Not only is it cheaper than the Affordable Care Act, but the policy has the overwhelming support of the American people.
The midterm elections showed a nation increasingly—if belatedly—in step with former President Barack Obama’s approach to health care.
One in seven Americans is among the world's poorest 10 percent, and more than half are living paycheck to paycheck.
The president lends support to Dean Heller, considered the most vulnerable GOP senator on the Nov. 6 ballot, while Biden promotes Heller's challenger, Democratic Rep. Jacky Rosen.
For the state’s elderly and disabled populations, as well as for home care workers, the measure could bring much-needed relief—but state business groups are trying to stop it.
While Democratic enthusiasm this year has largely been fueled by anger toward President Trump, candidates are focusing their messaging on health care.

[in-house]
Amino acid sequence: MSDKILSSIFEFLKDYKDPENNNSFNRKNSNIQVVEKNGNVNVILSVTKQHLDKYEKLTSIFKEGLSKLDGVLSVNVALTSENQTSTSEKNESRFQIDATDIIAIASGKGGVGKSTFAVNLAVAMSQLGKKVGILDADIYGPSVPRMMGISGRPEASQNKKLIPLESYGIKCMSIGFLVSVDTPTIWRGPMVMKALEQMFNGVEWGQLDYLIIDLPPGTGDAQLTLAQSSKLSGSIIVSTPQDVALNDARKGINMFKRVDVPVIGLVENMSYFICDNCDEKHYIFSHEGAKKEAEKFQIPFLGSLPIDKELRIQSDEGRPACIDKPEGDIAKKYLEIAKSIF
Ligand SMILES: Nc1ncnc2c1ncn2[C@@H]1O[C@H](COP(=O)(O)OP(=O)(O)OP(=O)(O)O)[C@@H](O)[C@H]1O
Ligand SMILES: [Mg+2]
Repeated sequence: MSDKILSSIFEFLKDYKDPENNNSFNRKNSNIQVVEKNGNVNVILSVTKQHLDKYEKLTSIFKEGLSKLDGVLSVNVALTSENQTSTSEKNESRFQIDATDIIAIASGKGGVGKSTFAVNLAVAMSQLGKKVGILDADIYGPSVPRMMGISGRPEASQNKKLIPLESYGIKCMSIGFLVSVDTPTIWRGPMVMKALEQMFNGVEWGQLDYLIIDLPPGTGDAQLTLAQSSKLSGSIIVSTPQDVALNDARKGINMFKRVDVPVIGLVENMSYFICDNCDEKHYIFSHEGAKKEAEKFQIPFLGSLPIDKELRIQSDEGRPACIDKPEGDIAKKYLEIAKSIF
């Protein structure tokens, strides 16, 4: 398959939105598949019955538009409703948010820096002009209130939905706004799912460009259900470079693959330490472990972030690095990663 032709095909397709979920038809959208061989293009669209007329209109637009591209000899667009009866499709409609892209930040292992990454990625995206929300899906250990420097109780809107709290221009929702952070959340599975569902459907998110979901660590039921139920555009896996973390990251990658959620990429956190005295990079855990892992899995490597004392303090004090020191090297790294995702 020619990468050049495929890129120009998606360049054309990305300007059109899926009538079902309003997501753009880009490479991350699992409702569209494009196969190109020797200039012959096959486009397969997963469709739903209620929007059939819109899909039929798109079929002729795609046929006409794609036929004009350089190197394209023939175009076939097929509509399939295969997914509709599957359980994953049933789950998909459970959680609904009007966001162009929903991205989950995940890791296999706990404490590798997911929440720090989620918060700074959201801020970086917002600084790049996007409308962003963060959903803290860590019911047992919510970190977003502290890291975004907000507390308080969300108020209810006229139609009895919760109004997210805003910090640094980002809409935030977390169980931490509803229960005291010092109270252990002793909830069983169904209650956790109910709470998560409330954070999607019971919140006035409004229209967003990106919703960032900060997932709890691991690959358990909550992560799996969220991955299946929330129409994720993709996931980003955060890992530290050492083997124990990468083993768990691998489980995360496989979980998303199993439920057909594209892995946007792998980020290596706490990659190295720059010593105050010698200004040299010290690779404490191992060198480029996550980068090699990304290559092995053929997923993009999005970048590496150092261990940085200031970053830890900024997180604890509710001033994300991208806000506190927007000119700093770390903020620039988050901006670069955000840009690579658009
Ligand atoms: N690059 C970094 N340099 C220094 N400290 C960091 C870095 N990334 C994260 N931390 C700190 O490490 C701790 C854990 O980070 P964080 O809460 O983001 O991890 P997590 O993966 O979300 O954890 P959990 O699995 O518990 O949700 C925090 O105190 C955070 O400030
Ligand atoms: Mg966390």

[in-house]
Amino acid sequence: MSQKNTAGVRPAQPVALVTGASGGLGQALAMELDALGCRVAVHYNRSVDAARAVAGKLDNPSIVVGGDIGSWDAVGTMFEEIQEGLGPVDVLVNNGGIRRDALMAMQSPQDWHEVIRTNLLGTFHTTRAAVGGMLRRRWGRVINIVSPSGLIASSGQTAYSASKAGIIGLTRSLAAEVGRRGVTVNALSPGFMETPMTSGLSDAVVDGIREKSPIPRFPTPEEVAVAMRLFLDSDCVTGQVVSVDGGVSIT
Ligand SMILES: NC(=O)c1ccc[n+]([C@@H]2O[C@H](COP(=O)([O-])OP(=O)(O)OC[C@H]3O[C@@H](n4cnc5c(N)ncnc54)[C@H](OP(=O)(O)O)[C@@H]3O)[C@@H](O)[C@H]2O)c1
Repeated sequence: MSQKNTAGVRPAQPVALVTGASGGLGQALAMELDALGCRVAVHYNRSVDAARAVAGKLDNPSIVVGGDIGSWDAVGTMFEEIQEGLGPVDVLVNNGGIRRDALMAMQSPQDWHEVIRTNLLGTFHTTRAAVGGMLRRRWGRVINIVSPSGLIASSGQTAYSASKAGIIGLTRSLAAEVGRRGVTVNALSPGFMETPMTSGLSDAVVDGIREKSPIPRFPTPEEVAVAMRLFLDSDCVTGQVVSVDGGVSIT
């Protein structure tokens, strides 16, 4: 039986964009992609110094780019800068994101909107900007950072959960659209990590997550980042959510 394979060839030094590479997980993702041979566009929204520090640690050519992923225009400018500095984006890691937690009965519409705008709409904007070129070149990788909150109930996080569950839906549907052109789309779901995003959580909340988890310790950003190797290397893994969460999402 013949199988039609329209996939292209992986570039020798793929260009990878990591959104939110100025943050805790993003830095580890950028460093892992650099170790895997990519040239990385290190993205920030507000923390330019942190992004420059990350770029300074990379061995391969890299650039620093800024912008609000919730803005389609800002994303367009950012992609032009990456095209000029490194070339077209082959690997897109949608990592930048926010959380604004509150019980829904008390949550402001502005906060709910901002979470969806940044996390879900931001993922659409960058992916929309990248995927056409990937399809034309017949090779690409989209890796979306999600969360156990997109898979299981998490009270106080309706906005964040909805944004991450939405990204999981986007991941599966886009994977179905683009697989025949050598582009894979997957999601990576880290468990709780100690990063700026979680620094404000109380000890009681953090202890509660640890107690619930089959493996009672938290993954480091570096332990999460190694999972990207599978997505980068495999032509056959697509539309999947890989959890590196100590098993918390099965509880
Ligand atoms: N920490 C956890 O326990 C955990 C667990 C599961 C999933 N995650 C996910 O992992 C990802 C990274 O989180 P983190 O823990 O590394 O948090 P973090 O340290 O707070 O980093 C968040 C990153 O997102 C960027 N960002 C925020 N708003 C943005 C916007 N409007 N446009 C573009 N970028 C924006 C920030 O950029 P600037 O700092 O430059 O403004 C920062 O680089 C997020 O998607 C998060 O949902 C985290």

The president is stepping up his attack on Democrats over their health care proposal, claiming it "would end Medicare as we know it."
Research provides concrete health data for what many women have described themselves for decades: Sexual assault creates long-term harm.
Immigrants who receive Medicaid benefits, food stamps, housing vouchers and other forms of public assistance are at risk under a newly published proposal.